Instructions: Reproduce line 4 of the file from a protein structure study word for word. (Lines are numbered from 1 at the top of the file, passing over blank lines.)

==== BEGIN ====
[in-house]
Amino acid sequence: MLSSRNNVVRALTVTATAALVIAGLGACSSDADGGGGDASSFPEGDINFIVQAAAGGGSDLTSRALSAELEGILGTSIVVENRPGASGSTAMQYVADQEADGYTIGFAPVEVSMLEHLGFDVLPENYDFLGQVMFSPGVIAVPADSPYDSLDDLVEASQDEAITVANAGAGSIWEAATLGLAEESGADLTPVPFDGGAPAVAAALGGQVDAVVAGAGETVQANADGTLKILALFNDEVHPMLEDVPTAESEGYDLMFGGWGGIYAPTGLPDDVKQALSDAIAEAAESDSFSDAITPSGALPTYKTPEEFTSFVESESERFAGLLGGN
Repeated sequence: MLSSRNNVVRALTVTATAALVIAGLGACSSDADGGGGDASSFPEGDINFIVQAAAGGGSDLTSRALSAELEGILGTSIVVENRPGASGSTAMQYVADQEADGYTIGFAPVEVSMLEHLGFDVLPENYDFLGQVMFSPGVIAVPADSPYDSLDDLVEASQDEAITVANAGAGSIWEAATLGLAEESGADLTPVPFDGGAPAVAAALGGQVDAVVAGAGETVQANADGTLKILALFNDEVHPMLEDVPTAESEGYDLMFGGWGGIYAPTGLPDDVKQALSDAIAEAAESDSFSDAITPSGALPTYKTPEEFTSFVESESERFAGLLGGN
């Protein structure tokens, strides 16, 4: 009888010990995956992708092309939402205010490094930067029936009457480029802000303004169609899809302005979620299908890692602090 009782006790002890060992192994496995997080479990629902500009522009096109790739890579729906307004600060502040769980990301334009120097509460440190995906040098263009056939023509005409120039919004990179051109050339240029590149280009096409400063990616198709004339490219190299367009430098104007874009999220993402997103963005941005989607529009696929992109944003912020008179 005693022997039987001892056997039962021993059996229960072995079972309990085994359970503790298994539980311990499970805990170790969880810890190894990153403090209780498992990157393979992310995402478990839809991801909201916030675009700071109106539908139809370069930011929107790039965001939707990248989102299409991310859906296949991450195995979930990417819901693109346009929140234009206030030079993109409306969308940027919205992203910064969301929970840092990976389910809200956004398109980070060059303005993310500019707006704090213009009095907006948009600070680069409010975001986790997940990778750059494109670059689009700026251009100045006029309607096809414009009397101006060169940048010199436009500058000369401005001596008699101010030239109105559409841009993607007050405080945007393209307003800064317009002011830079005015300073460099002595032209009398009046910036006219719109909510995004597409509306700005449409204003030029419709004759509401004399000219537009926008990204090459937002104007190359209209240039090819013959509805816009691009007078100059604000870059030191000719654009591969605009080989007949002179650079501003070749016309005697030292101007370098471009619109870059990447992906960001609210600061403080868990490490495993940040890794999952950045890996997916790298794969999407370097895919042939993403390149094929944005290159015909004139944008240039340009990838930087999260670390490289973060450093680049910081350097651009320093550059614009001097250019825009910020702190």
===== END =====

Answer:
């Protein structure tokens, strides 16, 4: 009888010990995956992708092309939402205010490094930067029936009457480029802000303004169609899809302005979620299908890692602090 009782006790002890060992192994496995997080479990629902500009522009096109790739890579729906307004600060502040769980990301334009120097509460440190995906040098263009056939023509005409120039919004990179051109050339240029590149280009096409400063990616198709004339490219190299367009430098104007874009999220993402997103963005941005989607529009696929992109944003912020008179 005693022997039987001892056997039962021993059996229960072995079972309990085994359970503790298994539980311990499970805990170790969880810890190894990153403090209780498992990157393979992310995402478990839809991801909201916030675009700071109106539908139809370069930011929107790039965001939707990248989102299409991310859906296949991450195995979930990417819901693109346009929140234009206030030079993109409306969308940027919205992203910064969301929970840092990976389910809200956004398109980070060059303005993310500019707006704090213009009095907006948009600070680069409010975001986790997940990778750059494109670059689009700026251009100045006029309607096809414009009397101006060169940048010199436009500058000369401005001596008699101010030239109105559409841009993607007050405080945007393209307003800064317009002011830079005015300073460099002595032209009398009046910036006219719109909510995004597409509306700005449409204003030029419709004759509401004399000219537009926008990204090459937002104007190359209209240039090819013959509805816009691009007078100059604000870059030191000719654009591969605009080989007949002179650079501003070749016309005697030292101007370098471009619109870059990447992906960001609210600061403080868990490490495993940040890794999952950045890996997916790298794969999407370097895919042939993403390149094929944005290159015909004139944008240039340009990838930087999260670390490289973060450093680049910081350097651009320093550059614009001097250019825009910020702190």